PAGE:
The same reasoning applies to this case. The lease gave the lessors certain rights for a two-year period and imposed an additional obligation on the lessee to maintain records for three years. The grant of those certain rights to the plaintiffs and the imposition of an *1060additional obligation on the defendant do not by implication take away the plaintiffs’ statutory right. Indeed, the section of the lease dealing with remedies specifically states that “all rights and remedies of the lessors herein enumerated shall be cumulative, and none shall exclude any other right and remedy allowed by law.”

Turoff v. Eastern Airlines, Inc. (N.D. Ill. 1955), 129 F. Supp. 319, involved a suit for personal injury. The defendant airline relied on a time limitation in a tariff that the defendant had published. The ticket sold to the plaintiff recited that it was sold “subject to tariff regulations.” The district court struck the airline defense, relying on the United States Supreme Court’s pronouncement in a suit involving an agreement purporting to limit liability, The Majestic (1897), 166 U.S. 375, 41 L. Ed. 1039, 17 S. Ct. 597, in which the Supreme Court held that the terms of such an agreement must be “distinctly declared and deliberately accepted.” (The Majestic, 166 U.S. at 386, 41 L. Ed. at 1043, 17 S. Ct. at 602.) There is no distinct declaration in this lease that the plaintiff was ceding its statutory right.

A court does not have the power by construction to write a new agreement into which the parties have not entered. (Sigma Delta Tau Society v. Alongi (1976), 44 Ill. App. 3d 650, 358 N.E.2d 906.) In our judgment the court’s construction of the lease agreement to restrict the plaintiffs’ right to recover to a two-year period was against the manifest weight of the evidence.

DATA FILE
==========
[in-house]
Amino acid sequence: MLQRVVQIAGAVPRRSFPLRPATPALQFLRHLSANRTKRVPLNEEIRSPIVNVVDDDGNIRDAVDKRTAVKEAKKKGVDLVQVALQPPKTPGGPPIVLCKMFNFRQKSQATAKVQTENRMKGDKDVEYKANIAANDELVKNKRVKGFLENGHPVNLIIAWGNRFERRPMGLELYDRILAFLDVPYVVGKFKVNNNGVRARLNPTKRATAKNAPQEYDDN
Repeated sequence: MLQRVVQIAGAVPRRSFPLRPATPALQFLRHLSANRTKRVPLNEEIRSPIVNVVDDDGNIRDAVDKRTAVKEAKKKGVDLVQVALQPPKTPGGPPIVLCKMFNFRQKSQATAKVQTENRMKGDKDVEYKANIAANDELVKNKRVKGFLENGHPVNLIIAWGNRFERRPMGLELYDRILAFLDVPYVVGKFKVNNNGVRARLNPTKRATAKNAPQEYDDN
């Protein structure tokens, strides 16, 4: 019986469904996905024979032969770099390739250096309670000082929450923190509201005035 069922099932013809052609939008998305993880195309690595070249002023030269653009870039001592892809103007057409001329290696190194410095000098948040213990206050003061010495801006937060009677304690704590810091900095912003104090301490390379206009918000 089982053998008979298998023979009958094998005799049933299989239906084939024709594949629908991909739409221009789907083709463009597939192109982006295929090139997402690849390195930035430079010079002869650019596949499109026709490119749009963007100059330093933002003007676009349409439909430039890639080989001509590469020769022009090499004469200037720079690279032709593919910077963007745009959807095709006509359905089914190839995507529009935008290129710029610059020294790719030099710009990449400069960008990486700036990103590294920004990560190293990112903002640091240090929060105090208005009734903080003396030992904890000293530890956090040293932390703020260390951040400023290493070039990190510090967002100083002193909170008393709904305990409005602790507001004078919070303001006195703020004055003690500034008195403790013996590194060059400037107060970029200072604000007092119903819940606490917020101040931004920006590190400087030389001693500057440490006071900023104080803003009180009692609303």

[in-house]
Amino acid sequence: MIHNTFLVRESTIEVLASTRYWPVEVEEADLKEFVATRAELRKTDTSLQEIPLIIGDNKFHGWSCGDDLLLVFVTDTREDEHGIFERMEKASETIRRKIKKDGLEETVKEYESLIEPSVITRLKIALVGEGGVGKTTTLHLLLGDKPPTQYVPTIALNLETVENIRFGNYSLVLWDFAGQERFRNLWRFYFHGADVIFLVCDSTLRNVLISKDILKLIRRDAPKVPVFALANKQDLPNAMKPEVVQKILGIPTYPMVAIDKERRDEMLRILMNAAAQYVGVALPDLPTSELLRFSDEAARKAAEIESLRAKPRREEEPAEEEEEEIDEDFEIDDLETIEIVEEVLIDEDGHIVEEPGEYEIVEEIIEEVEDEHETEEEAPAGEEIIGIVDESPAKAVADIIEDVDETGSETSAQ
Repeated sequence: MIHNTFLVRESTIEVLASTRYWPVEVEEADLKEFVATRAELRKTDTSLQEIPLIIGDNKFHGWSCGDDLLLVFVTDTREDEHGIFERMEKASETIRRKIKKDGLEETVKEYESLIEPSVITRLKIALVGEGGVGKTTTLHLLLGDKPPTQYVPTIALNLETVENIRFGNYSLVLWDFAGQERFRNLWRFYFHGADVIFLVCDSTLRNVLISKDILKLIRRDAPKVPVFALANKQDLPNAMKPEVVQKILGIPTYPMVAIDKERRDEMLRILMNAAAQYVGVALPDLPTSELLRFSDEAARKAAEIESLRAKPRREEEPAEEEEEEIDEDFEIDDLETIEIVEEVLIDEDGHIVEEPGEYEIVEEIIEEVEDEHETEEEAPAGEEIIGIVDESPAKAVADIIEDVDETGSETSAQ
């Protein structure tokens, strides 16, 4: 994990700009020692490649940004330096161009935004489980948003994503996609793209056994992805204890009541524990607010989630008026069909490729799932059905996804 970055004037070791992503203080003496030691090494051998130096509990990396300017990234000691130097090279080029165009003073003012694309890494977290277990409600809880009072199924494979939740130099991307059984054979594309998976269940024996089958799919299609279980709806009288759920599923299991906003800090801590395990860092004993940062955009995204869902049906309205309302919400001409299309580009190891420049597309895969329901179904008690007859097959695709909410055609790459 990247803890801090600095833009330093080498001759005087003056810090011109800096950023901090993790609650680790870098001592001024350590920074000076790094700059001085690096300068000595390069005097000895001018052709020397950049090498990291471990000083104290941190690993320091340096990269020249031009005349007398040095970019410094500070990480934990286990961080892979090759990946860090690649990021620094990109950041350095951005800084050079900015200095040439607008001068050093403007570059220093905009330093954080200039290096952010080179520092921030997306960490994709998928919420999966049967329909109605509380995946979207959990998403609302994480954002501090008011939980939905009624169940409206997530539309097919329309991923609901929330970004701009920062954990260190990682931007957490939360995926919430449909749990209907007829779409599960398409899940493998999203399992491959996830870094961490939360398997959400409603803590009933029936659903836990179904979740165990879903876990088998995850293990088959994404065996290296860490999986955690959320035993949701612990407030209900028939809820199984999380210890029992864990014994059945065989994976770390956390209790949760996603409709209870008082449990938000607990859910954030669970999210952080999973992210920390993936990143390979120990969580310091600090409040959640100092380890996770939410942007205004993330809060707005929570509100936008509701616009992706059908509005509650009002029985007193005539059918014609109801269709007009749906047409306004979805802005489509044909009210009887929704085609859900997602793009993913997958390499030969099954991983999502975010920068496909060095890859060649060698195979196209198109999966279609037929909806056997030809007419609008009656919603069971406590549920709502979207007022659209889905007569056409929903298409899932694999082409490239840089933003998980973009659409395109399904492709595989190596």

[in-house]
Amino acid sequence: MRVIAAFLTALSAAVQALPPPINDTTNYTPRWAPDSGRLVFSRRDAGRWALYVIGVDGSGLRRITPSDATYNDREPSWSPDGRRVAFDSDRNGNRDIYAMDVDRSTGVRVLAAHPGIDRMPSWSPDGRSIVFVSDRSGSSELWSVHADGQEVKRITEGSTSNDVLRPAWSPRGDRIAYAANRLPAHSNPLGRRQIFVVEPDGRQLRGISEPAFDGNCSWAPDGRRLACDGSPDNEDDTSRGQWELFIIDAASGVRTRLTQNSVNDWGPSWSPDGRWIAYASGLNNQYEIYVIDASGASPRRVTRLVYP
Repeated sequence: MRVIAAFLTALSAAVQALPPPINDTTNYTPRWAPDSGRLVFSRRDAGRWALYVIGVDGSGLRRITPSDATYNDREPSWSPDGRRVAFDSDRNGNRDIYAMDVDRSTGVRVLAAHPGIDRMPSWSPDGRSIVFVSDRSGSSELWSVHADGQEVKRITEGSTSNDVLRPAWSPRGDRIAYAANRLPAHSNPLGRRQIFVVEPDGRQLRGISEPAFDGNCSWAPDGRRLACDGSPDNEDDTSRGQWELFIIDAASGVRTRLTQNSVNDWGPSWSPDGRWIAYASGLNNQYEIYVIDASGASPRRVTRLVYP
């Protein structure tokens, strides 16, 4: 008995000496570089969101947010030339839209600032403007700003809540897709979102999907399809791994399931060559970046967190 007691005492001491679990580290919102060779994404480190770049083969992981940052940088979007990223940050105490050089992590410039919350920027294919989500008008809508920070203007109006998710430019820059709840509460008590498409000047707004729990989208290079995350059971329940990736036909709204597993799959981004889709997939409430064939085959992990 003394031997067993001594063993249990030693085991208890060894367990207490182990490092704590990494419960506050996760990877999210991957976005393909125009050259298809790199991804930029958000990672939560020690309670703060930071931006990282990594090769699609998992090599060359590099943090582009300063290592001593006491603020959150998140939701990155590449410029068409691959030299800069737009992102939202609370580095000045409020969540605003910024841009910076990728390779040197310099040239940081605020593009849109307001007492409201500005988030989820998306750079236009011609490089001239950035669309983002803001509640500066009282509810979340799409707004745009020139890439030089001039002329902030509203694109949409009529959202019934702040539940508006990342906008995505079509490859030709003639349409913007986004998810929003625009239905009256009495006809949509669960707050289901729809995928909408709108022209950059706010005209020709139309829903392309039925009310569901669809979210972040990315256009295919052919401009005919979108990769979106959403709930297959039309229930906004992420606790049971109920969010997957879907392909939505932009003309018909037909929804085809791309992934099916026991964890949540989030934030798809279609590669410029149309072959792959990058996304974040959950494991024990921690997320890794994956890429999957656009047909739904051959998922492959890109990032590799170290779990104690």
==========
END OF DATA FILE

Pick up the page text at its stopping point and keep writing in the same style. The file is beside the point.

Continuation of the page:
The plaintiffs’ last assignment of error is the court’s denial of their claim for prejudgment interest. The lease provided as follows:

“Any amount due from Lessee to Lessors hereunder which is not paid when due shall bear interest at the rate of ten percent (10%) per annum from the date due until paid ***.”

The defendant argued in the trial court, as it does here, that the amount became “due”, as that term is used in the lease, only after the trial court made the finding on liability. The trial court accepted that argument and fixed the rate of interest at 10% to run from that date. At a later hearing the court accepted another argument by the defendant and reduced the interest to the statutory 9% covering judgments.

The judgment order included the following language:

“Plaintiffs’ request for interest on overdue rent at the rate of 10% per annum from the date such amounts were due is denied ***.” (Emphasis added.)

Since the trial court gave no reasons for its holding and the language used in the judgment order seems at odds with the position urged by the defendant, we cannot be certain of the basis of the *1061court’s decision. The defendant in this court repeats its argument that the amount became “due” when the trial court found on liability.

Again, since the lease itself does not define the term, it will be assumed that the word “due” is intended to be used in its usual meaning. The word was defined in Roth v. Kaptowsky (1948), 333 Ill. App. 112, 116, 76 N.E.2d 786, aff'd (1948), 401 Ill. 424, 82 N.E.2d 661, as “[o]wing, irrespective of whether the time of payment has arrived.” In Elkins v. Wolfe (1892), 44 Ill. App. 376, 381, it was defined to mean “ought to be paid,” “payable,” “owing and demandable.”